• To that extent, and as exemplified by Aileen Kwa above, for example, some in the developing world, fear the MNC pressure represents a new form of colonialism where there will be more dominance and influence by foreign owners and less ability for poor countries to gain a strong foundation and be equal partners in an international arena.

IPS reported (September 15, 2003) that Roberto Bissio, director of the Uruguay-based Social Watch said [that developing countries standing firm despite Europe offering to concede some of the Singapore issues] was not surprising. The Doha Development Agenda agreed two years ago in the capital of Qatar clearly stated that the Singapore issues would be discussed only after an explicit consensus had been reached. But that had clearly not happened, he said.

The same IPS report also asked why consensus was not reached. Some, such as the European Trade Commissioner appeared to blame (indirectly) poor countries, and implied that the way the talks were structured it was difficult to get so many countries to talk and to direct the meetings properly. Unfortunately, what that trade commissioner perhaps did not recognize was that in the past, the efforts to steer these meetings have been mostly done by the rich countries who have decided the agenda:

EU Trade Commissioner Pascal Lamy had his own explanation [why consensus was not reached]. Despite the commitment of many able people, the WTO remains a medieval organisation, he said.

The procedures and rules of this organisation have not supported the weight of the task. There is no way to structure and steer discussions amongst 146 members in a manner conducive to consensus, Lamy told media representatives.

He said the decision-making needed to be revamped and that the EU would continue to work in that direction within the WTO.

Director of the Third World Network Martin Khor went a step further: The deeper reason is the untransparent and undemocratic system of drafting of texts in the WTO. The decision-making system in the WTO should be reformed so that there is more transparency and democracy, so that developing country members can participate more effectively, especially in the drafting of texts.

Ramesh Jaura, Mixed Feelings About The Debacle, Inter Press Service, September 15, 2003

In addition, UK’s representative, Patricia Hewitt on an interview on BBC Radio 4 on the morning of September 15, 2003, also highlighted just a partial reaction, implying that everyone (i.e. the rich countries) were ready to make a concession, and that it was totally surprising and unfathomable as to why the poor countries could not agree. (These were not her exact words, but the main thrust of her point as I interpreted it, listening to her speak.) UK’s Channel 4 news programme also highlighted on the same day that the U.S. spun the reasons for the failed talks as all other nations not trying to negotiate, while the U.S. tried its best.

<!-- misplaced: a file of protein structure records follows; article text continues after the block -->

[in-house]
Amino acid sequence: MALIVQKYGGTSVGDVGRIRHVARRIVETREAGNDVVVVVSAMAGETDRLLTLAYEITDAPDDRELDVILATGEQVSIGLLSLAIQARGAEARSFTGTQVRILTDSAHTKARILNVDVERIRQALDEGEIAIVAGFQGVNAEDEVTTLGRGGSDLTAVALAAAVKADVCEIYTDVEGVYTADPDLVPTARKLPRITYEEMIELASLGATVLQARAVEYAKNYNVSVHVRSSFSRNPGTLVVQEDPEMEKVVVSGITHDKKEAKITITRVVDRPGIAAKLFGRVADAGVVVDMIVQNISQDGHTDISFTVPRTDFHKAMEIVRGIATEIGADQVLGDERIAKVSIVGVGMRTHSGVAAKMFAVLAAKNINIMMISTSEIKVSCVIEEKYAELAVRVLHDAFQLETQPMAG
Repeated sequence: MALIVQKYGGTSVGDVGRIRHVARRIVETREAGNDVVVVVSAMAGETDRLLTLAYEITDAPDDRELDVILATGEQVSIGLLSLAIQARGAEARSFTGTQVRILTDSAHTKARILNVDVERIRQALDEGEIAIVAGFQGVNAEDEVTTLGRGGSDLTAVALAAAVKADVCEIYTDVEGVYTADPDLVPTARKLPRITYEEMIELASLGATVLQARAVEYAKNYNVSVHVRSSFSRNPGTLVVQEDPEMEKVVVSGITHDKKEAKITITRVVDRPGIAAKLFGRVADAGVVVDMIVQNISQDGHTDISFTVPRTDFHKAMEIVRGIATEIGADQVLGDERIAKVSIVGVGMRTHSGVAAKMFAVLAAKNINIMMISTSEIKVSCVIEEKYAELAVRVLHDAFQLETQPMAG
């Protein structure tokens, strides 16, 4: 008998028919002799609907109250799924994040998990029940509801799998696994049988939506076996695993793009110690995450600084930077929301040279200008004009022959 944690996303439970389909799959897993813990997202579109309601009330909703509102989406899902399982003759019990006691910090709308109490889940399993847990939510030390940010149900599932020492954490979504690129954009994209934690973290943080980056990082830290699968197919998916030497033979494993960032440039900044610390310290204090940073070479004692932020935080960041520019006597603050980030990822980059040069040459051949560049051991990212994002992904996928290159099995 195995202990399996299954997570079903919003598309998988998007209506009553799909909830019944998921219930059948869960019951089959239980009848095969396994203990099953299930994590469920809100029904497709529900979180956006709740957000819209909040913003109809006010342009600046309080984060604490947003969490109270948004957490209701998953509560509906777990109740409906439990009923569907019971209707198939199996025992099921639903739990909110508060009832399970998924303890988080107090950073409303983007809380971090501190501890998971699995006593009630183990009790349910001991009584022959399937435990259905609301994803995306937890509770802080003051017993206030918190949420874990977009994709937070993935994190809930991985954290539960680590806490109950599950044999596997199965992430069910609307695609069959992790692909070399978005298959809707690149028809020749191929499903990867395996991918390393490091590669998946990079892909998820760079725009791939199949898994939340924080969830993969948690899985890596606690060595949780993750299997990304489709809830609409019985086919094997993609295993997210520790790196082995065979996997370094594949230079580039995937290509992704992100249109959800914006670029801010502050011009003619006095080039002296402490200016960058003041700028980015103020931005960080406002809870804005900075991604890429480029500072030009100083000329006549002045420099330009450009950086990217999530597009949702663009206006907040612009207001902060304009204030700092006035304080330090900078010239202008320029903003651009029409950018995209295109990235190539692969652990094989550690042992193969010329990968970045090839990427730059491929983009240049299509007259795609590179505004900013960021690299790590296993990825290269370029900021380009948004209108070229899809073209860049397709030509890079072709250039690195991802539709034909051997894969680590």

There were deals to be done as some delegates such as Hewitt had said, but as the Channel 4 program highlighted, if the stance this year by the developing countries is not seen in a wider historical context it looks like they were stubborn and not prepared to negotiate and balance off concerns. In a wider historical context, the poorer countries have always lost out in these negotiations, so the temptation to brand poor countries as not wanting to participate or not wanted to deal fairly has to be resisted.

Indeed, perhaps even opposite to the interpretation of Hewitts' stance, some development organizations suggest that it wasn’t the poor countries who were stubborn, but the rich ones.

The British newspaper, The Guardian, reported that international development organization Oxfam blamed the U.S. and E.U. for the collapse. Oxfam said the refusal of the EU and US to cede any ground to developing countries on agriculture — and Europe’s attempt to force a global investment and competition treaty on to the table — had forced poor countries to walk out. The Guardian adds further that the collapse could be a blow to the world economy, which is already fragile.

In addition, another Guardian article reports another organization, ActionAid who say that the victory for poor countries might be hollow because all that has happened is that there will be no change to the unfair rules that allow rich countries to continue to subsidize their farmers at the expense of millions of poor people, though on the positive side, further deals have not made that would have made a bad situation far worse.

How could it be that some of the most senior ministers from rich countries such as Lamy, Hewmitt and others could make such comments that ignore the views and concerns of the third world? From one angle, these people are just doing their jobs: representing their countries interests. In the world of realpolitik power is a factor that the modern economic theories don’t seem to account for.

From a historical perspective, Cancun is also an example of continued attempts by the rich countries to siphon wealth from the poor. Being locked into this process for centuries, perhaps many politicians from the rich world today do not see a way out or even realize these aspects. George Monbiot, writing in The Guardian recognized that the stance of the poor countries was a A threat to the rich, which, historically has been enough reason for the powerful to attempt to do whatever they can to ensure they remain influential. In fact, he is quite blunt about it. Referring to Thomas Hobbe’s 1651 work Levaithan, Monbiot notes that